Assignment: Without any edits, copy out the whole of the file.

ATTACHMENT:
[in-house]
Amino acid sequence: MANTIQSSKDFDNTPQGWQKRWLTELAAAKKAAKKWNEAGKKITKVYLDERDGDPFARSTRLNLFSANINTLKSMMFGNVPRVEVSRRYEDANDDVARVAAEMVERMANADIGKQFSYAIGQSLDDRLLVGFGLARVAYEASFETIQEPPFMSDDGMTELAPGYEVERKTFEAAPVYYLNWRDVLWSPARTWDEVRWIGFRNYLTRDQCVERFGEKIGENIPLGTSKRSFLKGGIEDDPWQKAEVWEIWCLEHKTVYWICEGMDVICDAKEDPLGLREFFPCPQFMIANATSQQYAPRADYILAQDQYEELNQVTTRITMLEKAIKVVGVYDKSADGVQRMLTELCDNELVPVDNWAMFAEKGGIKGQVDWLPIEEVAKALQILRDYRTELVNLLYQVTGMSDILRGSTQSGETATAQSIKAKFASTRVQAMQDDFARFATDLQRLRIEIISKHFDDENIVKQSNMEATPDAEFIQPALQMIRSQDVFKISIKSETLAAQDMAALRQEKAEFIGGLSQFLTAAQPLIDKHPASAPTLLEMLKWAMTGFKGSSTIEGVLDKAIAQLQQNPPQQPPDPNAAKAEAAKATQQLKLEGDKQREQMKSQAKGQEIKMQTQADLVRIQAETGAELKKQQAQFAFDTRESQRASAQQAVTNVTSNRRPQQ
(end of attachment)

[in-house]
Amino acid sequence: MANTIQSSKDFDNTPQGWQKRWLTELAAAKKAAKKWNEAGKKITKVYLDERDGDPFARSTRLNLFSANINTLKSMMFGNVPRVEVSRRYEDANDDVARVAAEMVERMANADIGKQFSYAIGQSLDDRLLVGFGLARVAYEASFETIQEPPFMSDDGMTELAPGYEVERKTFEAAPVYYLNWRDVLWSPARTWDEVRWIGFRNYLTRDQCVERFGEKIGENIPLGTSKRSFLKGGIEDDPWQKAEVWEIWCLEHKTVYWICEGMDVICDAKEDPLGLREFFPCPQFMIANATSQQYAPRADYILAQDQYEELNQVTTRITMLEKAIKVVGVYDKSADGVQRMLTELCDNELVPVDNWAMFAEKGGIKGQVDWLPIEEVAKALQILRDYRTELVNLLYQVTGMSDILRGSTQSGETATAQSIKAKFASTRVQAMQDDFARFATDLQRLRIEIISKHFDDENIVKQSNMEATPDAEFIQPALQMIRSQDVFKISIKSETLAAQDMAALRQEKAEFIGGLSQFLTAAQPLIDKHPASAPTLLEMLKWAMTGFKGSSTIEGVLDKAIAQLQQNPPQQPPDPNAAKAEAAKATQQLKLEGDKQREQMKSQAKGQEIKMQTQADLVRIQAETGAELKKQQAQFAFDTRESQRASAQQAVTNVTSNRRPQQ